As I said above, my dad is the best man I've ever known - by far. His quiet strength, his patient endurance, his utter faithfulness to his duty, no matter how unpleasant, have taught me volumes. I know that I am not, nor will I ever be, even half the man he is, but if I can even get close to being half the man my dad is, I'll have done well, indeed. Happy Fathers Day, Dad. Being your son has been a privilege. . .


June 21 - A brief (OK, maybe not so brief) postscript to Fathers Day. . .

We got up to go to church, and 7M (our 12-year-old son) was complaining that he didn't feel good. Nothing specific, he just felt lousy; didn't feel like he wanted to barf, or anything, just lousy. We told him to buck up, and get through church, and he'd probably feel better. But all through the Mass, he was just kinda mopey and dish-raggy.

We got back home, and he continued to complain. I was just about to tell him to go back to bed and sleep until he felt better, when I noticed that his lips were swollen, and his eyes were puffed up like someone had inflated a balloon inside his face. Obviously, he was having some kind of allergic reaction. In the past, a couple of our kids, and I myself, have had the swollen-lips allergic thing, and we've learned that it's nothing to be trifled with - Go straight to the Emergency Room, Do Not Pass Go, Do Not Collect $200.

But, you know, it was Fathers Day, and we had a bunch of Family Stuff planned. So we gave him an antihistamine, and waited to see if the swelling would start to subside (which, honestly, is what they'd have done in the ER, anyway). It didn't, at least not immediately, so we gave him a dose of another, more potent antihistamine. When that didn't produce immediate results, we started preparing to take him to the ER.

Then I remembered that the last time I'd been to the ER with the swollen-lips thing, they gave me an Epi-Pen and told me if/when it ever happened again, to inject myself. So I rummaged around and found the Epi-Pen, and told 7M that I was gonna give him a shot to see if we could start getting this thing settled down. At which point, the young man just freaked out. You know those kids who hate the idea of a shot about a hundred times more than the shot itself? Yeah, he's one of those.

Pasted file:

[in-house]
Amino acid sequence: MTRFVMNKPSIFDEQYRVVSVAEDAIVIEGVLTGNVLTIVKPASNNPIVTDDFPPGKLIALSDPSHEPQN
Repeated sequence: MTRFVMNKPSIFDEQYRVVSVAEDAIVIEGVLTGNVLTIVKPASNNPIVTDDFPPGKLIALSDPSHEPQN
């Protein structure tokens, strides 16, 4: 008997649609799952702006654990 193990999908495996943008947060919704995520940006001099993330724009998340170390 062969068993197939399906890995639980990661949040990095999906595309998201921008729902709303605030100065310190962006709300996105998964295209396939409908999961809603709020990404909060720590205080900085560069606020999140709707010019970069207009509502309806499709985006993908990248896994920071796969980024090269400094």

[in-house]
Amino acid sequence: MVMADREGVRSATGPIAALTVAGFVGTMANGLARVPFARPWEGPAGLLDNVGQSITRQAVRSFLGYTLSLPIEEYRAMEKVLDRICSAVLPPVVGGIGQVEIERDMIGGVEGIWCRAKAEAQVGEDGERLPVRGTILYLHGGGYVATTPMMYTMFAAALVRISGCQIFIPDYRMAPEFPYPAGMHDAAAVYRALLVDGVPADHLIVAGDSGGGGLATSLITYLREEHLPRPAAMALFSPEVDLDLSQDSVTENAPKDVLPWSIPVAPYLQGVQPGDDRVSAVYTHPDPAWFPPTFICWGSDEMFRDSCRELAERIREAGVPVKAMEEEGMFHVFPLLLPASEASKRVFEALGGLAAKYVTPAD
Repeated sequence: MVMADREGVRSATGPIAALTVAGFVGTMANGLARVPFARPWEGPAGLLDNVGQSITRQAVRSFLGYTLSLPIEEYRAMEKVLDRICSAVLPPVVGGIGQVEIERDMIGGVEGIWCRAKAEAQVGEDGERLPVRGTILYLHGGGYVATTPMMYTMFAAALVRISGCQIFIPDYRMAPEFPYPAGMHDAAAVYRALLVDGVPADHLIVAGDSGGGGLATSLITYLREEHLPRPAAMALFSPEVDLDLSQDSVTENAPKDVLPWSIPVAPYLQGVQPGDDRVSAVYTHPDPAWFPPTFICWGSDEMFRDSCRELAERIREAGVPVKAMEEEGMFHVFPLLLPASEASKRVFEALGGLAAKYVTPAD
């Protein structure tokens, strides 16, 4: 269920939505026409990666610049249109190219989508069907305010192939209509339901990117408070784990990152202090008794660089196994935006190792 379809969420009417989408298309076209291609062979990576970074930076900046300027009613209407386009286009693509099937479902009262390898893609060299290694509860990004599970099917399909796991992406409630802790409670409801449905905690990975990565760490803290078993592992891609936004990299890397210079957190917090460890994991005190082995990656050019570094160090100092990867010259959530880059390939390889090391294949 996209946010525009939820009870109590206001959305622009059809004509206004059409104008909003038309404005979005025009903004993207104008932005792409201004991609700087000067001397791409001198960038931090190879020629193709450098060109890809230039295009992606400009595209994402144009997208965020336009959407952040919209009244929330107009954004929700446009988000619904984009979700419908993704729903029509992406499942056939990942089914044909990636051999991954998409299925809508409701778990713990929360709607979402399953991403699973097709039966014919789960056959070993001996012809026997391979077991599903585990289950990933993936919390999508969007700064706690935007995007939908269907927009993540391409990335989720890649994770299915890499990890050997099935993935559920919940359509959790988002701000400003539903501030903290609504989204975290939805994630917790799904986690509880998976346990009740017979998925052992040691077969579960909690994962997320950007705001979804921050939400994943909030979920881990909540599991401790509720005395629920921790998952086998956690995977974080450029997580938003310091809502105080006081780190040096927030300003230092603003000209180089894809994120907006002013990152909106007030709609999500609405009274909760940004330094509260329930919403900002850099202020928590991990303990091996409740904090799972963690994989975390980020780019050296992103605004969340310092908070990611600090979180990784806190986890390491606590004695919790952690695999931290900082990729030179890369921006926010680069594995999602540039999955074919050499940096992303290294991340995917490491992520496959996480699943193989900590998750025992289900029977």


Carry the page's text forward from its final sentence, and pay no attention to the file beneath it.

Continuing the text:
So we practically had to tie him to the chair just so we could give him the shot. And in the midst of the chaos of his screaming and thrashing, I was trying to read the instructions, and figure out how to actually make the thing work. 'Press the rubber tip against the thigh'. OK, got it. And hey, that didn't hurt at all; 7M relaxed a bit. 'Now press the plunger at the end of the pen'. OK. And a split-second later, the spring-loaded mechanism in the pen fires, with a small bang! and drives the needle half an inch into his thigh. Which startled me as much as it did 7M. But for him, it was suddenly, searingly painful, and the conniptions began all over again. 'Massage the injection site'. Gee, ya think? We finally got the boy settled down, and after 20 minutes or so, we finally noticed the swelling starting to subside.

We gathered the family around the table for Fathers Day Sunday Brunch, and had a warm time. About halfway through the brunch, 7M was groggily swaying in the breeze from all the medications we'd dumped into him, so we sent him off to bed, and he slept the rest of the day. We went in to check him several times, just to make sure he was still breathing. When he got up around 9PM to use the bathroom, the swelling was almost completely gone, and we finally relaxed.

We never did really figure out what he'd reacted to. On Saturday, he'd had a baseball practice, and we'd gone to a graduation open-house. He hadn't eaten anything unusual. The only thing we could figure was either that he'd been bitten by an insect, or that the prolonged 'outdoor time' had just exposed his system to more cottonwood (or whatever) than it could deal with, all at once.

Anyway, we're all fine now. And 7M, who seems to attract more, uh, 'stuff' from the Universe than his fair share, could hardly be blamed for quoting Gilda Radner - "it's always something. . ."

Monday, June 14, 2010

The Fire Next Door